3 Ways to Handle Rejection as a Data Professional

How we learn to handle rejection in the job search can be transformative for our professional careers. Guest contributor Scott DeGeest breaks it down as a data professional.

Handle rejection like a data professional

As we start up our data science careers and begin hunting for jobs, we often discover the need to master rejection.

And, although this post focuses specifically upon rejection during the job search, many of those lessons apply to later stages of professional growth, too.

After all, if we handle rejection well, we’re better positioned to develop the persistence necessary to succeed in work and life. Or, in the words of RuPaul, “Failure allows you to find the places you had no idea existed.”

3 Ways to Handle Rejection

1. Remember: Rejection is often not about you.

Job rejections often have little do with us, actually—especially in the latter rounds of an interview.

Getting rejected from an initial round of an interview is easy. It happens often. If you are applying for competitive positions, it probably should be happening as you work your way to finding the ideal fit.

Getting rejected in the latter rounds hurts more. That said, those rejections often speak less about one's skills set and more about the internal political dynamics of an organization.

Let’s look at it from a systems POV.

Most companies lack an effective system to hire people, which leads to both false positives (e.g., an employee with 3 years of data science experience who learned little on the job) and false negatives (e.g., an employee with less than a year of experience who studied in the evenings and learned a ton).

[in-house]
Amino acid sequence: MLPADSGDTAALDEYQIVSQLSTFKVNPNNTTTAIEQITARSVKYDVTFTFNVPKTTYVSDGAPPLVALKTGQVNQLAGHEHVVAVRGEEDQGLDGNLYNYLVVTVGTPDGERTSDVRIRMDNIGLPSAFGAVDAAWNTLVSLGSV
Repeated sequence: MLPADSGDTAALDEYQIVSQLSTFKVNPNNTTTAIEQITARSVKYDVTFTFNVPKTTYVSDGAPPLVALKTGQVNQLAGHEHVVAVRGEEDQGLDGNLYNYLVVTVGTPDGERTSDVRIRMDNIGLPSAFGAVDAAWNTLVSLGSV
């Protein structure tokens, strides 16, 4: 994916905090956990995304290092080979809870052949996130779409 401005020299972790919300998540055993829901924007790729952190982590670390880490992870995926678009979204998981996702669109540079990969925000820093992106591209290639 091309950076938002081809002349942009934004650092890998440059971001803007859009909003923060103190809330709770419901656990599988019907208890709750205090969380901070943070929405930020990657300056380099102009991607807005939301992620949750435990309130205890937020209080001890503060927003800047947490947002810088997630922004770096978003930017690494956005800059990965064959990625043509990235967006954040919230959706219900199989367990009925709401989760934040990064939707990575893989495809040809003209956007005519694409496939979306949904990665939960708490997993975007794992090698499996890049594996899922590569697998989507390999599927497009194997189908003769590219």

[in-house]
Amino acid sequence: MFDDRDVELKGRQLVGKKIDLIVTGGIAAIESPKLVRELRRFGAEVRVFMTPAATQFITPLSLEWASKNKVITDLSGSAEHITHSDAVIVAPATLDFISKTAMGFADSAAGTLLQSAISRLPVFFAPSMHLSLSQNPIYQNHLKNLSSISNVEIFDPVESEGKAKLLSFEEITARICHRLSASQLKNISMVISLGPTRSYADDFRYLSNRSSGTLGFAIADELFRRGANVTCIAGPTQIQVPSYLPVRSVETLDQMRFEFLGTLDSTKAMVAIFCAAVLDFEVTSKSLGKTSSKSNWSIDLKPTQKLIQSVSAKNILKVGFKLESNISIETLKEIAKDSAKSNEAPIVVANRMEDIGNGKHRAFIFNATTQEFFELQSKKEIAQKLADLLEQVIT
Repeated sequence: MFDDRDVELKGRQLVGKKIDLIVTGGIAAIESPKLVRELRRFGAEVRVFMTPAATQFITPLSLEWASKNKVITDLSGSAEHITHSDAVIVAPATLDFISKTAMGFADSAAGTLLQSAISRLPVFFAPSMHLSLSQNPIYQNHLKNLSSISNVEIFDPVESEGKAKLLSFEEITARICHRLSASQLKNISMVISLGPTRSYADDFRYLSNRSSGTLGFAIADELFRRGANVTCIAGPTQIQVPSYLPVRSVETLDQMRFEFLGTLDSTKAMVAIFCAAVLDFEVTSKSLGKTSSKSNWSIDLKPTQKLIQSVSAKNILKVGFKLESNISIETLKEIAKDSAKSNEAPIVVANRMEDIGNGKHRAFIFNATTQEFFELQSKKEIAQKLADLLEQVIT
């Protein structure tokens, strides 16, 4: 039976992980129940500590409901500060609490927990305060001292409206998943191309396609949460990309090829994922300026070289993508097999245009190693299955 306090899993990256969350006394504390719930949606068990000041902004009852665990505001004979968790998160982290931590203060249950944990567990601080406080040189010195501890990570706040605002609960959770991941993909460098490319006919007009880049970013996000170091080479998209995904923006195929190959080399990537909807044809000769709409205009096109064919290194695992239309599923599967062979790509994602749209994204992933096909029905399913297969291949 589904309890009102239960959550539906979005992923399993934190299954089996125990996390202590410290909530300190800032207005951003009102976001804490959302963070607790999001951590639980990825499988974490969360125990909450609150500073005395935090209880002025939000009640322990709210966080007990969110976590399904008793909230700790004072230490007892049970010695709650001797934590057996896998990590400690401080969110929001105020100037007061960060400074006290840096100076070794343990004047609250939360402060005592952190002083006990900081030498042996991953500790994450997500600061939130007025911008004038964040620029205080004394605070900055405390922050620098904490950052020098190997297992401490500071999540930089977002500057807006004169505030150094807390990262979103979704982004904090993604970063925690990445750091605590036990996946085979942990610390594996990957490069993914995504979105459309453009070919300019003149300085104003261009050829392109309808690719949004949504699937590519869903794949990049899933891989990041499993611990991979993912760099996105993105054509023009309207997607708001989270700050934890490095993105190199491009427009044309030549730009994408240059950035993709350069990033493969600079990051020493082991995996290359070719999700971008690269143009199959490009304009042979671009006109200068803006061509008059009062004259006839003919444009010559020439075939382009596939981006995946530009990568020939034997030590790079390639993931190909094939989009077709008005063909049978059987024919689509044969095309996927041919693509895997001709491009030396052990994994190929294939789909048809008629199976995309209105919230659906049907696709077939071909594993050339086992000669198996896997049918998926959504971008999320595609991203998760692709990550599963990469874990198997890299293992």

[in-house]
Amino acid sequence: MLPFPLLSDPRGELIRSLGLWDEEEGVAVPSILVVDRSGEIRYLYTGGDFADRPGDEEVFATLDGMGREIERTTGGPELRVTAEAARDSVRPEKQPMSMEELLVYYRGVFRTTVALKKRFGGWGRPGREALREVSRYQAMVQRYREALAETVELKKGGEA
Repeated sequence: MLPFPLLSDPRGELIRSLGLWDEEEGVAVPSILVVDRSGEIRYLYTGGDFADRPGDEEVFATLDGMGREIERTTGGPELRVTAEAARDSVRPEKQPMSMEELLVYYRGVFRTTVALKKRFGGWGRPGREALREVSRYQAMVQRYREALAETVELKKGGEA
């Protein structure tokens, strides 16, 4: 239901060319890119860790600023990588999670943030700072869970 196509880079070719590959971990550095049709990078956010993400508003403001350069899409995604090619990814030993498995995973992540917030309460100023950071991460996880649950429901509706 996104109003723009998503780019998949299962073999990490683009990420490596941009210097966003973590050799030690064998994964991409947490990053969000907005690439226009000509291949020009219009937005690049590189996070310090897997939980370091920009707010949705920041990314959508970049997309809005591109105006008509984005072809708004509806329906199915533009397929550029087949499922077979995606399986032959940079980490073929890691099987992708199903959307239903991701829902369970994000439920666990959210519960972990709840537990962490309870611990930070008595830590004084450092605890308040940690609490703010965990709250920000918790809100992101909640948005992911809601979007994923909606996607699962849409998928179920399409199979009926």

As a data professional, you know about these classification concepts. The concept I focus on here is recall, which is the ratio of true positives to the sum of true positives and false negatives.

Companies rarely strive to identify all true positives. Really, most have systems designed to get just enough positives (true and false!) to meet a benchmark, then they stop. Such a process leads to lots of false negatives and consequent low recall.

The conceptual takeaway here is that organizations constantly miss qualified candidates due to their own processes, and it's not on you to blame yourself for their inability to hire well.

Key Takeaway A

Always practice and prepare for interviews, recognizing that the only levers an applicant controls in the applicant process are:

  • The number of applications you send in
  • The quality of the application materials sent

Key Takeaway B

If you’re confident that you were prepared for the interview and meet the qualification minimums, squarely place that rejection decision as a shortcoming in an organization’s leaky hiring process, not your lack of skill.

This belief will help you sleep better and manage the job-seeking process.

Agility — combined with emotional intelligence and authenticity — can be key to transforming professional obstacles into opportunities, as research published in the Harvard Business Report revealed.

2. Use a two-step reaction. First, acknowledge uncomfortable feelings. Second, focus on reframing.

Rejections hurt because they evoke disappointment.  

For example, a few weeks ago I put in a bid to do some data science contract work. Although I did not get a formal rejection, I learned through social media that someone else won the contract.

There are lots of reasons I may have been rejected. For example:

  • My price may have been too high.
  • My skill set may have been a poor fit.
  • They may have just liked or connected with someone else more.

I spent about 24 hours letting myself be bummed about it. I gave myself some time to feel and process my negative emotions: “I worked hard! I am very good! HOW DARE THEY!”